Joseph F. Glidden: Joseph & Lucinda's History
Joseph & Lucinda's History            Timeline
Joseph Comes to DeKalb

joseph Joseph Farwell Glidden was born January 18, 1813, in New Hampshire. He and his brother, Josiah, arrived in DeKalb County, Illinois, during the farming season of 1841-1842. Through the custom threshing of grains and the profit it brought, Joseph purchased 600 acres of land about a mile west of the young village of DeKalb. He built a log cabin and began life as a Midwest farmer. Through the years, Joseph pursued various areas of agriculture and regarded the art of farming as a most congenial way of life. The 1873 application for a patent for barbed wire, his generous contribution of land for location of Northern Illinois State Normal School, and his civic responsibilities in the area, all substantiate why he was called "the Grand Old Man of DeKalb County."

Lucinda Warne Glidden was Joseph’s second wife and had been his partner for more than 20 years when the patent for "The Winner" was approved. Her marriage to the widower Glidden was an event of interest to all in the DeKalb community. A short time after their marriage, the red-brick home replaced the log cabin. It became a spot for friendly gatherings and challenging discussions. The problems of black earth farming were constant subjects.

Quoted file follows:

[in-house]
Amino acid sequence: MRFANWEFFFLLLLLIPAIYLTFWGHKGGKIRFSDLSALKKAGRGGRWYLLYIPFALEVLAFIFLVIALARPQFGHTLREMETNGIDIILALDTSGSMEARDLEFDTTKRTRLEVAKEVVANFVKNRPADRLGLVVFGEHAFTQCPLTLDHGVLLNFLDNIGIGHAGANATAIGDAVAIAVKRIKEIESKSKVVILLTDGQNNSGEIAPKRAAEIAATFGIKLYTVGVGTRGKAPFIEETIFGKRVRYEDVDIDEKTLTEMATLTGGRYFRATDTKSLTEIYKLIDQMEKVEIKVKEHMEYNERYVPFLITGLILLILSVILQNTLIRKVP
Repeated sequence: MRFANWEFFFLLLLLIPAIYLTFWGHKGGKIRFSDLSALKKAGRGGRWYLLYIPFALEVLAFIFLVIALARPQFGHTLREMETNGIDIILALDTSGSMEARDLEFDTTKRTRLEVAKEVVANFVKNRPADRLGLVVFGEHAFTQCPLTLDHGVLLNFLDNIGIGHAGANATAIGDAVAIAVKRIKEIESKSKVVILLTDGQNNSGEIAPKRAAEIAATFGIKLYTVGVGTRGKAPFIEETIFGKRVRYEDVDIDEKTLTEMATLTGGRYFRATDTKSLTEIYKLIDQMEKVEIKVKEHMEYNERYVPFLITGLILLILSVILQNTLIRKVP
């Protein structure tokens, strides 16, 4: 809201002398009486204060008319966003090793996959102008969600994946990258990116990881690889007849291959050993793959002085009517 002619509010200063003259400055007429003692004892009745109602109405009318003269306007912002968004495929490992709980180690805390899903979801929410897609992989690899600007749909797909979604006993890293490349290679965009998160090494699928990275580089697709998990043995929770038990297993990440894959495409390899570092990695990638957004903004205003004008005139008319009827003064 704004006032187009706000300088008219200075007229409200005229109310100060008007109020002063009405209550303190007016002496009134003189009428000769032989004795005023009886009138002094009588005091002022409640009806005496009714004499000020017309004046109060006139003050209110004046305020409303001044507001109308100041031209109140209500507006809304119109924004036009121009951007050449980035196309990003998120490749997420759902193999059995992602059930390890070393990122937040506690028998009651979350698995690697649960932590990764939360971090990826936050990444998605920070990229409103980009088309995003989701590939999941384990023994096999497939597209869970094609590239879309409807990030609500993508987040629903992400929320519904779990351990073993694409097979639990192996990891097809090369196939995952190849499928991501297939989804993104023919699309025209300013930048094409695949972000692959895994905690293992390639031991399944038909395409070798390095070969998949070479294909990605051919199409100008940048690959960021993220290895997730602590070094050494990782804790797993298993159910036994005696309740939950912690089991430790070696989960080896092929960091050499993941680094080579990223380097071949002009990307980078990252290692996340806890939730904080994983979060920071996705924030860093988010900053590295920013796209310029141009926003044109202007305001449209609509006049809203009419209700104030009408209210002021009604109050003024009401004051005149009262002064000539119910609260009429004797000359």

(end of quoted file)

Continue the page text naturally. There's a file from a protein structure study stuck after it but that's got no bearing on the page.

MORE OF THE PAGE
Lucinda, in later recollections, told how during the winter of 1872-73, she found her large wire hairpins were disappearing from a milk-glass dish on her dresser. At first she thought Elva Frances, her 20-year-old daughter, was taking them. When asked, Elva replied, "No, Mother." The puzzle continued to bother Lucinda, until one evening after supper when she noticed her husband reach in his shirt pocket and take out two of her missing hairpins. "Joseph, what are you doing with my hairpins?" she asked. He replied that he was working on an idea for a fence.

And the rest is history . . .
homestead blacksmith barn